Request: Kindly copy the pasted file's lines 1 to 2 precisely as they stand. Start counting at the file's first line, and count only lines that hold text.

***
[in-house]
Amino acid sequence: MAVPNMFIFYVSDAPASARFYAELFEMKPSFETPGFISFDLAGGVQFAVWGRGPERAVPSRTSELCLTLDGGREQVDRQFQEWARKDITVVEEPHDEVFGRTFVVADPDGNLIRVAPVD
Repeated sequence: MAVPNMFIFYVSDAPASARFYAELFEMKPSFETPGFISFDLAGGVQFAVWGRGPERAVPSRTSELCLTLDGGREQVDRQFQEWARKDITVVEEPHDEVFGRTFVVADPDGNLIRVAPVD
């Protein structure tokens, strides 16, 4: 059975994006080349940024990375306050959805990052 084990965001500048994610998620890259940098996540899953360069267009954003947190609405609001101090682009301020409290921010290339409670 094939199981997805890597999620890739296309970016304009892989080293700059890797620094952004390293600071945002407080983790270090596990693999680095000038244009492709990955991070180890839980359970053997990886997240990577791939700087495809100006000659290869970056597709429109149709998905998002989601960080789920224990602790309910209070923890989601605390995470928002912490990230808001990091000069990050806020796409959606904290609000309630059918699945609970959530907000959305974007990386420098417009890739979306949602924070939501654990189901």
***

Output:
[in-house]
Amino acid sequence: MAVPNMFIFYVSDAPASARFYAELFEMKPSFETPGFISFDLAGGVQFAVWGRGPERAVPSRTSELCLTLDGGREQVDRQFQEWARKDITVVEEPHDEVFGRTFVVADPDGNLIRVAPVD